4. Mitchinson, A., & Morris, R. (2012) Learning about learning agility.
5. Lombardo, M. M., & Eichinger, R. W. (2000). High potentials as high learners. Human Resource Management, 39, 321-330.
6. Salesforce.com. (2010) White Paper: Transforming your organization to agile. Retrieved from https://developer.salesforce.com/page/Transforming_Your_Organization_to_Agile

Giving (and Receiving) the Gift of Agility

This holiday season as you begin to transition from the year that is wrapping up to the shiny new one that is about to begin, you will likely be making time for celebration. Hopefully you are also making some time for reflection, regrouping, restoration and re-energizing.

In the spirit of the season and all of the above activities, I offer you a few gifts you may want to consider giving to yourself and others. Each will go a long way in helping you and your friends, colleagues and loved ones stay agile and energized in your life and work:

  • Give the gift of a new experience or adventure. It might be as simple as a membership to the local art museum, botanical garden, experimental theater company
  • Or as grand as a hot air balloon ride, cross-cultural travel, or an outdoor adventure

Give the Gift of Adventure

  • Write a note of appreciation highlighting the ways your colleagues responded to the unexpected and unplanned or turned a challenge into an opportunity.

Give the Gift of Appreciation

  • Give the gift of an invitation to participate in a new volunteer experience that is aligned with your shared values

Give the Gift of a Volunteering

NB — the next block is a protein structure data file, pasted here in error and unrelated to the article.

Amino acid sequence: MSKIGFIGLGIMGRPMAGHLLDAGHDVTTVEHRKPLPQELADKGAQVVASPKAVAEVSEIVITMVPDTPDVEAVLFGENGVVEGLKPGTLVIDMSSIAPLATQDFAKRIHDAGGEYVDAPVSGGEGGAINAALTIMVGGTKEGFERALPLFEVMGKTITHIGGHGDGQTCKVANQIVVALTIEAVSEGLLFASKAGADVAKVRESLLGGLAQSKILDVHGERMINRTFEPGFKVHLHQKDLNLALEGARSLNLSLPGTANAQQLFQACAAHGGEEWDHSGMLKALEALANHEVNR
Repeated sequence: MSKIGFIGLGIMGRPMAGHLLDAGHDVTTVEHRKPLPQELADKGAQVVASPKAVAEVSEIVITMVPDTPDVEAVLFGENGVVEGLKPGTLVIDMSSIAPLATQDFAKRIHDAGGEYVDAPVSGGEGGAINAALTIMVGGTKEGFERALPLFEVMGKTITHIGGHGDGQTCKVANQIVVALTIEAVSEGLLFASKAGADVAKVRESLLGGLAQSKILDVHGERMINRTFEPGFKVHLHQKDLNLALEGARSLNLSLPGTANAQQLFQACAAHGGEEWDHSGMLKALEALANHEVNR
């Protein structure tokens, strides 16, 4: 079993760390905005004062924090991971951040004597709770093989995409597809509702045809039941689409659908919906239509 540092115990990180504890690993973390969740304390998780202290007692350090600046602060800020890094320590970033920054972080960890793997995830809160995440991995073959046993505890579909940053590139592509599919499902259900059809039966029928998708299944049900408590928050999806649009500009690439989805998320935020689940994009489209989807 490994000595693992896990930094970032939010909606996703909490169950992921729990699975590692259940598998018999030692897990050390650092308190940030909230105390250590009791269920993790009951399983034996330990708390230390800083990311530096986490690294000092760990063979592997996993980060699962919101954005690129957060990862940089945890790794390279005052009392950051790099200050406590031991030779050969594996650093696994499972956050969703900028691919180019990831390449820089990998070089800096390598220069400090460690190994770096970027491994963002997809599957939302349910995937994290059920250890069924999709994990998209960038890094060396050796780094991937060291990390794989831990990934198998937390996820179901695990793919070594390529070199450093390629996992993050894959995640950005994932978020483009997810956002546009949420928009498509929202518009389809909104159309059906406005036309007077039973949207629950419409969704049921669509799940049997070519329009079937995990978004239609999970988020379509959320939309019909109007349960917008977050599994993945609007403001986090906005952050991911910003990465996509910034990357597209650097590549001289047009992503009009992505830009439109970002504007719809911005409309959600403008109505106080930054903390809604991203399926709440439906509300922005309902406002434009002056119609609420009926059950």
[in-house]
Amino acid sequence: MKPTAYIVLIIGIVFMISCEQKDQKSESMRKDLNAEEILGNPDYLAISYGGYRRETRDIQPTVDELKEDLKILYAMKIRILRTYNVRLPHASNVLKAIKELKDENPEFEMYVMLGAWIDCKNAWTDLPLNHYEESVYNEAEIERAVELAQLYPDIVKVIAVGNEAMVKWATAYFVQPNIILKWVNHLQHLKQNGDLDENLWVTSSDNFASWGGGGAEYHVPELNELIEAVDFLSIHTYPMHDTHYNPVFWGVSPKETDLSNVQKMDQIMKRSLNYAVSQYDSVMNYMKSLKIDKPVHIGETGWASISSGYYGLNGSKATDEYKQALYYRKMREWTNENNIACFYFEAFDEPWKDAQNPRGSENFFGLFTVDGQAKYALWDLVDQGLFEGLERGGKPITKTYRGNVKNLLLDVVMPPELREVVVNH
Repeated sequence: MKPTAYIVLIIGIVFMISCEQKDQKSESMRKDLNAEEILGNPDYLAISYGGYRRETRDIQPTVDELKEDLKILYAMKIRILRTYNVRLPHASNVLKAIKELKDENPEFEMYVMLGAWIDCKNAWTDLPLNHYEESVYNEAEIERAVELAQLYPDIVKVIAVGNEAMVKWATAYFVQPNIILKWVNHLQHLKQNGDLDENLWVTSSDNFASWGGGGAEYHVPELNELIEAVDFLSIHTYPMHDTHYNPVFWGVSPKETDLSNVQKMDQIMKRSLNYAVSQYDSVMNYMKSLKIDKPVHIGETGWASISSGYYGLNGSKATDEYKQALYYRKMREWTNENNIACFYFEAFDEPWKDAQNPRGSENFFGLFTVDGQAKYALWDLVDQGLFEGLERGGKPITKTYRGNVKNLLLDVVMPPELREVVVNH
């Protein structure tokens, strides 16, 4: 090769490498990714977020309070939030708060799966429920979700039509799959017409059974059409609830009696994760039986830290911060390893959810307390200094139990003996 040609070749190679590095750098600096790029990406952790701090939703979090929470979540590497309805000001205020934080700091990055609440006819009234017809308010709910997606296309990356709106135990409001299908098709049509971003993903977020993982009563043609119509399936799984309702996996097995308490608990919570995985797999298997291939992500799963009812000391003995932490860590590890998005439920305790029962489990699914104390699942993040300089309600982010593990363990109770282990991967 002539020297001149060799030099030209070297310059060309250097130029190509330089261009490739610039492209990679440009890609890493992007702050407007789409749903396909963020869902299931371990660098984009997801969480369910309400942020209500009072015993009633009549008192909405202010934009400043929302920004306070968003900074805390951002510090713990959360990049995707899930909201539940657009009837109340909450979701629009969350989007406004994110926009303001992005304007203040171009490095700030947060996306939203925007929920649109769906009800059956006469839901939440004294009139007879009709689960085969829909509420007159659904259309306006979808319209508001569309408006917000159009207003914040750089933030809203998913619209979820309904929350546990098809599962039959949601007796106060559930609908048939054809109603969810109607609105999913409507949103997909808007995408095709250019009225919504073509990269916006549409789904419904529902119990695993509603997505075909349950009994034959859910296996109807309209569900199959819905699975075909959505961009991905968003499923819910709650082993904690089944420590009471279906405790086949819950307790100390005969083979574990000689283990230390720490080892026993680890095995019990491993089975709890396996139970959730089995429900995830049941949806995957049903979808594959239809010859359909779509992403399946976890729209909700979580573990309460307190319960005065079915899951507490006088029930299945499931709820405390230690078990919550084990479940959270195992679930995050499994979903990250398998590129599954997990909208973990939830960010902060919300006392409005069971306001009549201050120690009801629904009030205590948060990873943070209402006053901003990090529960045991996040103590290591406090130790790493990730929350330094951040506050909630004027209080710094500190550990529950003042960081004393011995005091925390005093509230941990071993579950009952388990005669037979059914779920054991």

• Give the gift of self care: a spa treatment, 10-pack yoga class card, gym membership

 

Give the Gift of Self Care

  • Give the gift of time and resources to:
    • join or form a community of practice
    • attend a conference or professional development opportunity
    • develop a new idea, business relationship, product or service prototype

 

These are just a few ideas to get your creative wheels turning. However you choose to celebrate and co-create the season and the year ahead, remember like fitness, your ability to stay agile and engaged requires the gift of your continuous and generous attention.

Agile Organizations are Fit Organizations

With the change of seasons from summer to fall, my attention shifts from the flatlands of Chicago that I call home to the mountains of Colorado and the start of ski season. I recently reclaimed this beloved sport from my youth after a few decades-long hiatus (first due to lack of funds while working in the arts, and later succumbing to the challenge of rustling up interested friends to join me on the adventure). Today, I not only have recruited my wife and a few hearty friends, but joined a local ski club that offers me many opportunities to ski all season.

Author Pamela Meyer